The Verein der Freunde der Nationalgalerie during the Nazi Period
Lecture by Andrea Meyer
In this lecture, held as part of the exhibition Die Schwarzen Jahre. Geschichten einer Sammlung. 1933-1945 (The Black Years: History of a Collection, 1933–1945), Andrea Meyer explored the history of the Verein der Freunde der Nationalgalerie during the Nazi period.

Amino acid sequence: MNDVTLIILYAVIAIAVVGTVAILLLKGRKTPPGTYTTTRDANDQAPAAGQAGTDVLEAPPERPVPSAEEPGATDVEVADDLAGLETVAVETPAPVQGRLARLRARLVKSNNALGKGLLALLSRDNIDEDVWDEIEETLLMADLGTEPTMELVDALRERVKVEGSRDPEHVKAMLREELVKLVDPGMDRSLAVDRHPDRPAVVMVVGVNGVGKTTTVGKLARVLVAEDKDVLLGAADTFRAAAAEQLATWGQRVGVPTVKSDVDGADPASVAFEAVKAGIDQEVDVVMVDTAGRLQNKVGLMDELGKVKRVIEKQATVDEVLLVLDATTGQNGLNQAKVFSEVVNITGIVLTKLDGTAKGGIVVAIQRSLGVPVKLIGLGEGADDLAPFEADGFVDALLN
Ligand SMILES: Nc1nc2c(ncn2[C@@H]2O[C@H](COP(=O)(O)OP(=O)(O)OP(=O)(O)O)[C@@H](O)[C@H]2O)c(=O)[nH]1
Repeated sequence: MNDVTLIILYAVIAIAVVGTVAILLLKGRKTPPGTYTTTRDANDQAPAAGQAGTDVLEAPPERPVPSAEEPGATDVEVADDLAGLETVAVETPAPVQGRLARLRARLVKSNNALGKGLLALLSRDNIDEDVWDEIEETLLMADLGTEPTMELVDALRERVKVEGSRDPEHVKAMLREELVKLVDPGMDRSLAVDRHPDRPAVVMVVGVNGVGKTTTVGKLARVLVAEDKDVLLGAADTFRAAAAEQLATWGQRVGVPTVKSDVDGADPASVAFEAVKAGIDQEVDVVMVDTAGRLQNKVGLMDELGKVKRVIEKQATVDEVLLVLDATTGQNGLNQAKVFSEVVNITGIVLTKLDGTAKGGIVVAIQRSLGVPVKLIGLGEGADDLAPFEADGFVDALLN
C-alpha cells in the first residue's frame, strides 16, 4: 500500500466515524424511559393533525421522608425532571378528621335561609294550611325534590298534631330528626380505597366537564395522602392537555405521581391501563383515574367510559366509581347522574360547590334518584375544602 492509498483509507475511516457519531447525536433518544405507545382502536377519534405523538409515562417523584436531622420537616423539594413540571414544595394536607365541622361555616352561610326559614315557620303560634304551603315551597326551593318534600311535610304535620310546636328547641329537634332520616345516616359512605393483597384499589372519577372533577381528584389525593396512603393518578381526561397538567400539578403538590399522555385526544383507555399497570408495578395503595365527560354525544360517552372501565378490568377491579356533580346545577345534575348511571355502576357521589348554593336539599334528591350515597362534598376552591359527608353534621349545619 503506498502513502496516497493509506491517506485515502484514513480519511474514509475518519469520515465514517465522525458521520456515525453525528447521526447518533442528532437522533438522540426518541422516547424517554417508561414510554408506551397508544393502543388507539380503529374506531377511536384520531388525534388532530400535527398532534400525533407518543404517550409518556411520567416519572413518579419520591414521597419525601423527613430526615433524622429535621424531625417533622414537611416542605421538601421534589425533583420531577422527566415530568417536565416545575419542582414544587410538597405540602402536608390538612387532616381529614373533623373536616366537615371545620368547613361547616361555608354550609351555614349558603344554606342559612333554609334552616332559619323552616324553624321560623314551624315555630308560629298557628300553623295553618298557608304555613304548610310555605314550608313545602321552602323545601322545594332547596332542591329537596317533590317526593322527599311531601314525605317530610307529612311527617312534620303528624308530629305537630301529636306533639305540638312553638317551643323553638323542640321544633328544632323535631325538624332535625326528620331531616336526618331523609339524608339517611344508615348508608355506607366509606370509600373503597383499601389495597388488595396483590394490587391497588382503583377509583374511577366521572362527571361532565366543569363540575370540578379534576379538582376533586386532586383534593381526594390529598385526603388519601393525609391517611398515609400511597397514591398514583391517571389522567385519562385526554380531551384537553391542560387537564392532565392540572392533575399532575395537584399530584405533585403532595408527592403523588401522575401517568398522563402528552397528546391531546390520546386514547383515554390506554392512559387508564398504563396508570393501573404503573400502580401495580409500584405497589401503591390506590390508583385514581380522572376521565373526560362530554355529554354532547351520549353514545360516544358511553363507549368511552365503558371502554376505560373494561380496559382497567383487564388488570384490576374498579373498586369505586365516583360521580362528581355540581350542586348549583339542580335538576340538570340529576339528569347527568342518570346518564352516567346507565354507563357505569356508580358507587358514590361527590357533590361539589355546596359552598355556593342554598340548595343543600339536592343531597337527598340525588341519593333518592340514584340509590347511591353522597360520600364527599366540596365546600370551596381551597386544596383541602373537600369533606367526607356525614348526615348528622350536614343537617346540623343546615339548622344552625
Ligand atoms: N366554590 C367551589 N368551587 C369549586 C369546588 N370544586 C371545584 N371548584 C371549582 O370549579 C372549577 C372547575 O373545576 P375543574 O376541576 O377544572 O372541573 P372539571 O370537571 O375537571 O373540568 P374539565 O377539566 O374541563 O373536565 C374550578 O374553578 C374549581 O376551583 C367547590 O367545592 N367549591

Originally founded in 1929 with the goal of expanding the collection of Berlin’s Nationalgalerie, then located at the Crown Prince Palace, by adding contemporary art from Germany and abroad, the Verein der Freunde der Nationalgalerie was forced to change course under the new regime. First under the chairmanship of Eduard von der Heydt and later Hans von Flotow, the association assisted publications, financed renovations, and in 1939 sold off holdings via the art dealer Karl Buchholz, who was officially charged the task of selling undesired modern art. The association, which lost around 80 percent of its membership by the end of the war, also worked in the interest of the museum by allowing it to acquire works Jewish collectors were forced to sell. The lecture by Andrea Meyer discussed the collaboration of the association’s leadership with the various (interim) directors of the Nationalgalerie between 1933 and 1945 and explored its room to maneuver under the conditions of restrictive Nazi cultural policy.